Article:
If you suspect that an old pillow on your bed is getting heavier with age, you're absolutely correct. Pillows get heavier over the years because of dust mites and dead skin that accumulate in them, which makes them less comfortable and also less healthy. Because old pillows can cause problems for your health, it's important to replace your pillow before it gets too old.
Dust mites exist throughout your home, though they're too small to see with the naked eye. The Ohio State University Extension says that one-third of the dust mites in your home live in your bed, and this habitat includes your pillows. The dust mites that live in your pillow will leave droppings throughout their life and also die in your pillow. The droppings and the dead dust mites account for the increased weight of the pillow. According to the Ohio State University Extension, roughly 10 percent of an old pillow's weight is due to dust mites.
The Ohio State University Extension says that humans shed roughly one-fifth of an ounce of dead skin over the course of any given week. Much of this skin is shed during sleep, meaning a significant portion of it will end up in your pillow. Over time, the buildup of dead skin in your pillow will add to its total weight.
While people who are allergic to dust mites will have more severe symptoms after using a heavy pillow laden with dust mites and their droppings, no one's health benefits from breathing this material. Change and wash your pillow cases at least once a week to remove as many dust mites from them as possible. When you're vacuuming your bedroom, vacuum your pillows after you've removed the covers.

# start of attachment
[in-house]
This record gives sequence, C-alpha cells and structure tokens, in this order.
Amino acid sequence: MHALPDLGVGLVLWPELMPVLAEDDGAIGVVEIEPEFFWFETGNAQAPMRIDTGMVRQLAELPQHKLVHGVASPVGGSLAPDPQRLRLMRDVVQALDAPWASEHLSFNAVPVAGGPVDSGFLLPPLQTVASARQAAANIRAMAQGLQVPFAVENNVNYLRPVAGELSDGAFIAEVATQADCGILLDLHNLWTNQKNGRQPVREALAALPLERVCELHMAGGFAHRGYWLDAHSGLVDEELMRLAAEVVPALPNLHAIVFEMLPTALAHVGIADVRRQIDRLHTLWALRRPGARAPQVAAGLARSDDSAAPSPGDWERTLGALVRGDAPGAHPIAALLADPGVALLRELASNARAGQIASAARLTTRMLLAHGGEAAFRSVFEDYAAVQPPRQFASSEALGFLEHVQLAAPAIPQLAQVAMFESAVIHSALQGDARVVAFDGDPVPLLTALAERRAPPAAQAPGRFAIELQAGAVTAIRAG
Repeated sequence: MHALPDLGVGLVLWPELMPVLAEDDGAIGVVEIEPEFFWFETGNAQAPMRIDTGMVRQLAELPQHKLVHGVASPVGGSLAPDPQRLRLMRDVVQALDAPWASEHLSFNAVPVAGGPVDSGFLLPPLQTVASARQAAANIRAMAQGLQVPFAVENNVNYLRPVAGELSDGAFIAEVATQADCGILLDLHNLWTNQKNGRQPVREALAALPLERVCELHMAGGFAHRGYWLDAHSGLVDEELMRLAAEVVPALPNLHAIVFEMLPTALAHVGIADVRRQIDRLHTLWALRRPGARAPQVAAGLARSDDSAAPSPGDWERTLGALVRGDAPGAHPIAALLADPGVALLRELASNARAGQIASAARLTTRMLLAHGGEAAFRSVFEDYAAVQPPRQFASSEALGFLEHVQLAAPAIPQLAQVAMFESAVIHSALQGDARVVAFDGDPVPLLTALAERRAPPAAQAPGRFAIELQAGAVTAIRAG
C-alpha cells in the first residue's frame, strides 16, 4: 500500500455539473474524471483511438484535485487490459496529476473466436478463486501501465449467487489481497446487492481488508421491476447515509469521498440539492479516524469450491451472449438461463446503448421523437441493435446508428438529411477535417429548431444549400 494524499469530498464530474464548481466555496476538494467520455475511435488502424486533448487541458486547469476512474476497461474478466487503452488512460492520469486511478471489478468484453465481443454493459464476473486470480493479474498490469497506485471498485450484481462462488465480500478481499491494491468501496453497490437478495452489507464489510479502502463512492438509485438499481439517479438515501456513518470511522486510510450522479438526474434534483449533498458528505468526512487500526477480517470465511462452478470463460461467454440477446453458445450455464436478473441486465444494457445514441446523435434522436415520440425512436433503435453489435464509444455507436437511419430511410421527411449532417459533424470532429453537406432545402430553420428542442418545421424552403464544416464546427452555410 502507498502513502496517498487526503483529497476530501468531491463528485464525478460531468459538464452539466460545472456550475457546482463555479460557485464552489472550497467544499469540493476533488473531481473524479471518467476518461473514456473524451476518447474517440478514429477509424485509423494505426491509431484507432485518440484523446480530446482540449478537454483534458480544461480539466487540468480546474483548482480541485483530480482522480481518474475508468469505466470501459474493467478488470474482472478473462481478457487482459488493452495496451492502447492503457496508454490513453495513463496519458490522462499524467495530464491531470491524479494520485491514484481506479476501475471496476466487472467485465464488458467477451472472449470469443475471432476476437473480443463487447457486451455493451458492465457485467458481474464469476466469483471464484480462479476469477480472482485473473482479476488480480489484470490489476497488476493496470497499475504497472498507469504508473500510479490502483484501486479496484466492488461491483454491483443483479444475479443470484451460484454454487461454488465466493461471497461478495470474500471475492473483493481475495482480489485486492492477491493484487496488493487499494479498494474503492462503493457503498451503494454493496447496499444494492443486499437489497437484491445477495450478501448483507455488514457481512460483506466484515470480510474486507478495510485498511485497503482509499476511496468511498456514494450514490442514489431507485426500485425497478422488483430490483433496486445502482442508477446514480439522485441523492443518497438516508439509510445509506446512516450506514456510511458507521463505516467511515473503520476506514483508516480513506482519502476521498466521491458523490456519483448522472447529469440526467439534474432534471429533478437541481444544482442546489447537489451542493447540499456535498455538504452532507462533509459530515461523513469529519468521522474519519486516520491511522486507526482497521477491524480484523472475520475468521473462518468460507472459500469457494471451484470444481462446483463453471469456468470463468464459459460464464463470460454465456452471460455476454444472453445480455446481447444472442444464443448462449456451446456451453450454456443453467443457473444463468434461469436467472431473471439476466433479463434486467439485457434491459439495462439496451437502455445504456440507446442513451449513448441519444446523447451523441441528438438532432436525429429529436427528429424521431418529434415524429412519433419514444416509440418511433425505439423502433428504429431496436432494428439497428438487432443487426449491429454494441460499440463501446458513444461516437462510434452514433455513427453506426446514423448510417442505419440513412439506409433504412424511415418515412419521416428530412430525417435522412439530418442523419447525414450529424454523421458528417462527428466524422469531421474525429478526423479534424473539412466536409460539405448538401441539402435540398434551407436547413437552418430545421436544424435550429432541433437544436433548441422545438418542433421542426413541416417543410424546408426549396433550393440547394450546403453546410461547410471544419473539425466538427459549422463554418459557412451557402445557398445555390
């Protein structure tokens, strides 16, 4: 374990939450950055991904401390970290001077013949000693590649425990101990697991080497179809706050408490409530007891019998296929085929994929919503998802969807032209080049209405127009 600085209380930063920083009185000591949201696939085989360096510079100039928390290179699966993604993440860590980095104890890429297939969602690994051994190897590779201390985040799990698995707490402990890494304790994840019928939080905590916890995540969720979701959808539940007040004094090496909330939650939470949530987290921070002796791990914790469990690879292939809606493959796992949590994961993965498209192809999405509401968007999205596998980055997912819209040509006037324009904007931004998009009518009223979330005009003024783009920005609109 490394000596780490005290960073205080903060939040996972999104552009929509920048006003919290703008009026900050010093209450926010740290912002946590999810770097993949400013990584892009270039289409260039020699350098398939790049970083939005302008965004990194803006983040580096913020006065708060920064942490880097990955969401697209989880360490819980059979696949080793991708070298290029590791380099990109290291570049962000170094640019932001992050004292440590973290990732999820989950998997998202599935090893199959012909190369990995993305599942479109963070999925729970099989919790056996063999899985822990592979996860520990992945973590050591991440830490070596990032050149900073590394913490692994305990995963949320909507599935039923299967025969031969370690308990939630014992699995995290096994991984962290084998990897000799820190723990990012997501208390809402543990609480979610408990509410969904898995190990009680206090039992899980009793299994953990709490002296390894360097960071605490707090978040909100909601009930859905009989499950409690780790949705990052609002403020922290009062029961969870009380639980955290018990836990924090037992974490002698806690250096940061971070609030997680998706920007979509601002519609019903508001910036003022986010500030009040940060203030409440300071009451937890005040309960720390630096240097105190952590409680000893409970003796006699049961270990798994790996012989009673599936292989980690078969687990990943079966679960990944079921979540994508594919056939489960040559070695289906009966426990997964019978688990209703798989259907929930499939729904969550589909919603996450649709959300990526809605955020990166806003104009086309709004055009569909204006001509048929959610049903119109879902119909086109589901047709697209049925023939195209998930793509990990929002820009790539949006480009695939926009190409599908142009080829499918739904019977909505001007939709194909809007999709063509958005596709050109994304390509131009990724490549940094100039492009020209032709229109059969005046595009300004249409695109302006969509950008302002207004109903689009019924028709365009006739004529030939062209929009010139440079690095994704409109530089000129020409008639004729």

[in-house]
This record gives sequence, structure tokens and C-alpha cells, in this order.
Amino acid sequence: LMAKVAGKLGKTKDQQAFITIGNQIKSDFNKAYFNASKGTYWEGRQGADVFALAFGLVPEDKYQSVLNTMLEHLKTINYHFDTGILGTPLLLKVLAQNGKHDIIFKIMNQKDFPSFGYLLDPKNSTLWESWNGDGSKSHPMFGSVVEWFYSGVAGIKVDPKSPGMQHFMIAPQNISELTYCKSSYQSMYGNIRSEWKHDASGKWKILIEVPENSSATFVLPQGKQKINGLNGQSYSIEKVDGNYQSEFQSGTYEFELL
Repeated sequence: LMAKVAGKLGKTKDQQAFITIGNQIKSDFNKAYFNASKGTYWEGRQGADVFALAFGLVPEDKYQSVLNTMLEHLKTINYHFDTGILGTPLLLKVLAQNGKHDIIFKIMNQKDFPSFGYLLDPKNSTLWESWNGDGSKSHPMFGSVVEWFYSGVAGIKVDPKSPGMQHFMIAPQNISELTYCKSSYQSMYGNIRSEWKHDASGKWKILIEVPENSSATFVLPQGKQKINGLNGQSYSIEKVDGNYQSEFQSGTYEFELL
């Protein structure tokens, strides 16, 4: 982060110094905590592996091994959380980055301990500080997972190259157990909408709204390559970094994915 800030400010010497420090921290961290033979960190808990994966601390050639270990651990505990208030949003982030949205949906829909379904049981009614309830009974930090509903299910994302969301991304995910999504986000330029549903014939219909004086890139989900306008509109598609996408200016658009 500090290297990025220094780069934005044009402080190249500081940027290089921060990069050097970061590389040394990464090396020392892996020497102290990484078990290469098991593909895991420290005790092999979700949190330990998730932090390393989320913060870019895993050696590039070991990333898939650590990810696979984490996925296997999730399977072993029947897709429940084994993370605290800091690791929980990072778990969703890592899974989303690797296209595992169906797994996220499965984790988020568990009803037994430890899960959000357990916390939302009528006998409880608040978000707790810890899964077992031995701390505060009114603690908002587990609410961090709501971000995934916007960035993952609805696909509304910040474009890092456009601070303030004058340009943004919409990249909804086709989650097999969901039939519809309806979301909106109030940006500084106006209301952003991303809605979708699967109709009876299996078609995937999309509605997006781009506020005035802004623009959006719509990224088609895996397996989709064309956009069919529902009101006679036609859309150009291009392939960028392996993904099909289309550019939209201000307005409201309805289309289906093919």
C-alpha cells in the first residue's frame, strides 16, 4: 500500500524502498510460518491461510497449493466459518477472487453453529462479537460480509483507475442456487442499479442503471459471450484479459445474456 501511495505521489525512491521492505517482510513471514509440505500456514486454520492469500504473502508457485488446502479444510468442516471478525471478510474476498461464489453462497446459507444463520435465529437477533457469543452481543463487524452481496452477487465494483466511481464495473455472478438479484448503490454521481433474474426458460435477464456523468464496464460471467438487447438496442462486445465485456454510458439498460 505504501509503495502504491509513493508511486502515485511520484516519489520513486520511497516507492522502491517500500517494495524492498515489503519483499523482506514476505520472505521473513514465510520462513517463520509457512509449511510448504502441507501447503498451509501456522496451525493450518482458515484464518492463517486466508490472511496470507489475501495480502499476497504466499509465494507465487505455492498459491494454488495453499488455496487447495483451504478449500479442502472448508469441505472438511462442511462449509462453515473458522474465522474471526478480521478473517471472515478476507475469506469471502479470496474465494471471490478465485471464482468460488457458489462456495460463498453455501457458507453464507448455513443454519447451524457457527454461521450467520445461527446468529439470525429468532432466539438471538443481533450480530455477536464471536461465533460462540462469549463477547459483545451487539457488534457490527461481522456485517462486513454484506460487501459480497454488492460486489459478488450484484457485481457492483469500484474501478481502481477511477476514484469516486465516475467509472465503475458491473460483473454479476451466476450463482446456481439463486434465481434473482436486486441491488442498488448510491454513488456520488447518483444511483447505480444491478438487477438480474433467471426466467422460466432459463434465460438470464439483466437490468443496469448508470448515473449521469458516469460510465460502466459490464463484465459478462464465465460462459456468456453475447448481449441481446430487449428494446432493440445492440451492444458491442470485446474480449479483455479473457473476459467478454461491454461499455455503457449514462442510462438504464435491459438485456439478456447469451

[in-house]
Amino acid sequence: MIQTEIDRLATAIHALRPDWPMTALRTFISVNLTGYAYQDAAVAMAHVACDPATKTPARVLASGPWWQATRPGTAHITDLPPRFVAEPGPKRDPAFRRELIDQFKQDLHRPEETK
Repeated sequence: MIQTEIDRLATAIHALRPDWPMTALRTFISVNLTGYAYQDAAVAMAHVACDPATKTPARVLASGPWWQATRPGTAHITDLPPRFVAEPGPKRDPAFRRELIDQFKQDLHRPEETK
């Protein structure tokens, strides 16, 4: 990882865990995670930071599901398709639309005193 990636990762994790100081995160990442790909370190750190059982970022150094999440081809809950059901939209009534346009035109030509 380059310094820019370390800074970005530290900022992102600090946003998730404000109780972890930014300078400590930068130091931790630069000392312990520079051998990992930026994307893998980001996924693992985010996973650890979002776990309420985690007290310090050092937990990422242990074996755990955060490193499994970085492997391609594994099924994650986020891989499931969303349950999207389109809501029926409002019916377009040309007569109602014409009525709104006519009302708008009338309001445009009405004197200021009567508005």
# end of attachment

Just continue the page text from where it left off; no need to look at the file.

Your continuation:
Even with regular washing and vacuuming, dust mites will continue to inhabit your pillows and make them heavier over time. It's ideal to replace your pillow every one to two years to give yourself a fresh place to lay your head. Doing so is also helpful because over time a pillow can break down and become less comfortable to use.
Toronto-based journalist William McCoy has been writing since 1997, specializing in topics such as sports, nutrition and health. He serves as the Studio's sports and recreation section expert. McCoy is a journalism graduate of Ryerson University.